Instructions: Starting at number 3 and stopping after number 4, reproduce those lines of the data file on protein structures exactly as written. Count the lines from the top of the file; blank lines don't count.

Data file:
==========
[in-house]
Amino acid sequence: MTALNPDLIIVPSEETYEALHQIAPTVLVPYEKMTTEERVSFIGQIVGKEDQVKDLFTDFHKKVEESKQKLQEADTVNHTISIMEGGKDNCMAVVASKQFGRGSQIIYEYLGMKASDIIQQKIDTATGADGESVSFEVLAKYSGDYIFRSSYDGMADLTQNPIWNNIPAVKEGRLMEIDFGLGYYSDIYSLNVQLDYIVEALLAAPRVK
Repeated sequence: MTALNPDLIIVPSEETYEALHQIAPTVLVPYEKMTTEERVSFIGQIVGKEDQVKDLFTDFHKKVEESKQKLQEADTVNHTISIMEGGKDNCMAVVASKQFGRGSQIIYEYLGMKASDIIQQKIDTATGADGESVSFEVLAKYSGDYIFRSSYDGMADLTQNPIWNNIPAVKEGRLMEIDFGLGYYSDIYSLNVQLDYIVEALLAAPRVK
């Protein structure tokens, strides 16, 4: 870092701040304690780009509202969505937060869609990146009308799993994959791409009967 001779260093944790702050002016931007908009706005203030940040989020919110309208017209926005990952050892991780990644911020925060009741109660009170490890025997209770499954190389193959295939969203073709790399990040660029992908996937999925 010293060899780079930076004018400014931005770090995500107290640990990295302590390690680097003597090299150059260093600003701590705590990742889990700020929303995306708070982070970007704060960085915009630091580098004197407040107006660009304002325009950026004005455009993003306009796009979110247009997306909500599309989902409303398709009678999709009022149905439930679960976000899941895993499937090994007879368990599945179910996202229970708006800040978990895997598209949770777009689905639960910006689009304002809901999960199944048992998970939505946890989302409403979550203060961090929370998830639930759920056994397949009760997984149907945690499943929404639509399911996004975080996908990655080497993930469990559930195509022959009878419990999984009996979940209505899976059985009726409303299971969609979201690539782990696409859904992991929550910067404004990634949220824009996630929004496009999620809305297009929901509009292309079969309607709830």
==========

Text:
Repeated sequence: MTALNPDLIIVPSEETYEALHQIAPTVLVPYEKMTTEERVSFIGQIVGKEDQVKDLFTDFHKKVEESKQKLQEADTVNHTISIMEGGKDNCMAVVASKQFGRGSQIIYEYLGMKASDIIQQKIDTATGADGESVSFEVLAKYSGDYIFRSSYDGMADLTQNPIWNNIPAVKEGRLMEIDFGLGYYSDIYSLNVQLDYIVEALLAAPRVK
């Protein structure tokens, strides 16, 4: 870092701040304690780009509202969505937060869609990146009308799993994959791409009967 001779260093944790702050002016931007908009706005203030940040989020919110309208017209926005990952050892991780990644911020925060009741109660009170490890025997209770499954190389193959295939969203073709790399990040660029992908996937999925 010293060899780079930076004018400014931005770090995500107290640990990295302590390690680097003597090299150059260093600003701590705590990742889990700020929303995306708070982070970007704060960085915009630091580098004197407040107006660009304002325009950026004005455009993003306009796009979110247009997306909500599309989902409303398709009678999709009022149905439930679960976000899941895993499937090994007879368990599945179910996202229970708006800040978990895997598209949770777009689905639960910006689009304002809901999960199944048992998970939505946890989302409403979550203060961090929370998830639930759920056994397949009760997984149907945690499943929404639509399911996004975080996908990655080497993930469990559930195509022959009878419990999984009996979940209505899976059985009726409303299971969609979201690539782990696409859904992991929550910067404004990634949220824009996630929004496009999620809305297009929901509009292309079969309607709830």